I was without electicity for 6 freezing cold days and nights last week.

For two of those days, I actually had partial power, but no heat or stove etc. So I watched like 8 movies and was really enjoying it and then a ton of sparks began flying on my wires and POOF no electic at all.

Then when it finally came on Sunday night, my cable is out. Go figure. Then I lost power again. This afternoon I have both.

Wonder how long it will last?

Anyway, the best for me is being with my kids and doing normal things. It just hasn't felt all that normal since Dx.

Kids are too far away, but knowing they have good lives is something I cherish. Not perfect lives, but very nice ones.


Dang, can I have the brickfireplace, pls? I miss mine.


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Once I realized I was not going to die tomorrow and that I was really pretty miserable feeling sorry for myself, I got on with my life...ever notice that being miserable isn't any fun?? We try to live each day as we did before DX, not worrying about tomorrow. I go to bed each night looking forward to the morning and another GREAT day. People often try to discuss current events and the misery in the world with me. I tell them "I don't have a clue"...I don't read the paper or watch the news. My days are to short to be bothered by outside problems, I concentrate on living each day to its "NORMAL" fullest. Is this a selfish way to ignore the world...maybe so....but we are as happy as we have ever been.....enjoying each other and the beauty around us. Cancer "WILL NOT" take my normalcy nor my fish'n time. It may win, but I'm gonna have a good ole time going out.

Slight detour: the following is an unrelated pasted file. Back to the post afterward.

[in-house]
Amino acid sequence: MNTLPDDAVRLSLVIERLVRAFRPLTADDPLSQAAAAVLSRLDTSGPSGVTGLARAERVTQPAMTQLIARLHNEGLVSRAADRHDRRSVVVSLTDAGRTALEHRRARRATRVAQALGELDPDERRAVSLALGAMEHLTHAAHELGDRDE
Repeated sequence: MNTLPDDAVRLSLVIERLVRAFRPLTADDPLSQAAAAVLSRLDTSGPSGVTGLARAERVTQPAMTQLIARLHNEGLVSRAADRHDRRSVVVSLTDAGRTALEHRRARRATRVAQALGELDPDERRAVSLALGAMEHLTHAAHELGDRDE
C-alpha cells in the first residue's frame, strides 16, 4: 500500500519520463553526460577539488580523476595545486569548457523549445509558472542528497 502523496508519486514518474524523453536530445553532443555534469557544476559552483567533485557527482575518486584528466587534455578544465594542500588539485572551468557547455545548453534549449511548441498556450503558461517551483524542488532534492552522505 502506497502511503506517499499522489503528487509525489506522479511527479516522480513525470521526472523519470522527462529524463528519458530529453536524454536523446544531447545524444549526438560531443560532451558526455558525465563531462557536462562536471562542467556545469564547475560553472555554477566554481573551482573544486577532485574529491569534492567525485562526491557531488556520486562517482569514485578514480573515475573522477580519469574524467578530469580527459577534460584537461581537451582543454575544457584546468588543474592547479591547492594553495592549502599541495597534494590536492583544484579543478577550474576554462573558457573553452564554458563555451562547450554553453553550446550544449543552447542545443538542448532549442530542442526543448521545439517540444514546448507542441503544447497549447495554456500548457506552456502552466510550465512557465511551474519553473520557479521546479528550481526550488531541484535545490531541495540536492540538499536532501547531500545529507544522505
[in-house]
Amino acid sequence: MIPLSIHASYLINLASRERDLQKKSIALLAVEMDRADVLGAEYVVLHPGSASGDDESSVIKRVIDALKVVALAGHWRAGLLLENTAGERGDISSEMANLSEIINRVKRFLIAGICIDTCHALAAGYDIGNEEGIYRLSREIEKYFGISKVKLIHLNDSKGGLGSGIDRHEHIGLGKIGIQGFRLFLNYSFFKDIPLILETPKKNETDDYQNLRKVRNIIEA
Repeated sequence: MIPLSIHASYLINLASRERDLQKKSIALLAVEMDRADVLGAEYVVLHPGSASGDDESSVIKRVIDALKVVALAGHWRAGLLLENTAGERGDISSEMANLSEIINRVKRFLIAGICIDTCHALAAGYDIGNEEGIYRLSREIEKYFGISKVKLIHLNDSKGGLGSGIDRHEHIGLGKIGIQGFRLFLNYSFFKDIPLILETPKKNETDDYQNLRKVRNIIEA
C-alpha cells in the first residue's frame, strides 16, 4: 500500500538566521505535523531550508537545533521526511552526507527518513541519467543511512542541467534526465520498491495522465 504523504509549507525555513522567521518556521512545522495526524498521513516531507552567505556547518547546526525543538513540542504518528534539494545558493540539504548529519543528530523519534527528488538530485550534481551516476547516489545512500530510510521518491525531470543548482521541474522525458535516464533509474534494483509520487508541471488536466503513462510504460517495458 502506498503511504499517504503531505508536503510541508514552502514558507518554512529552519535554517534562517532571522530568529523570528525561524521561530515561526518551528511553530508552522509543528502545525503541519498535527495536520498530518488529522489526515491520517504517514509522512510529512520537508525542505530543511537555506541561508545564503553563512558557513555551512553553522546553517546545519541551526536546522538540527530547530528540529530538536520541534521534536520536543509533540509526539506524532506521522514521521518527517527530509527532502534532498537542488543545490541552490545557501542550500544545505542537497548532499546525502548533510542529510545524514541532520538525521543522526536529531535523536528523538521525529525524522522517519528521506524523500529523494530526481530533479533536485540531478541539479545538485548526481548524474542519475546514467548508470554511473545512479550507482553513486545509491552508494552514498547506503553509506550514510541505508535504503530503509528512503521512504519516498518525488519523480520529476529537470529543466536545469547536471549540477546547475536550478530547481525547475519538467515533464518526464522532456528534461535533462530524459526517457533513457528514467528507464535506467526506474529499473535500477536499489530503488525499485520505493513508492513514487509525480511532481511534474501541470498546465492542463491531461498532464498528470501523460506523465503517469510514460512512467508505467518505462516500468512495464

"Life is not a journey to the grave with the intention of arriving safely in

a pretty and well preserved body, but rather to skid in broadside,

thoroughly used up, totally worn out, and loudly proclaiming -- "WOW--What a

Ride!".......LIVE LIFE EACH DAY!!!!!


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One of the survival skills that I learned awhile ago and one that my life depended on getting through the cancer treatment has been knowing that one of the few things that I can depend upon is having little to no control.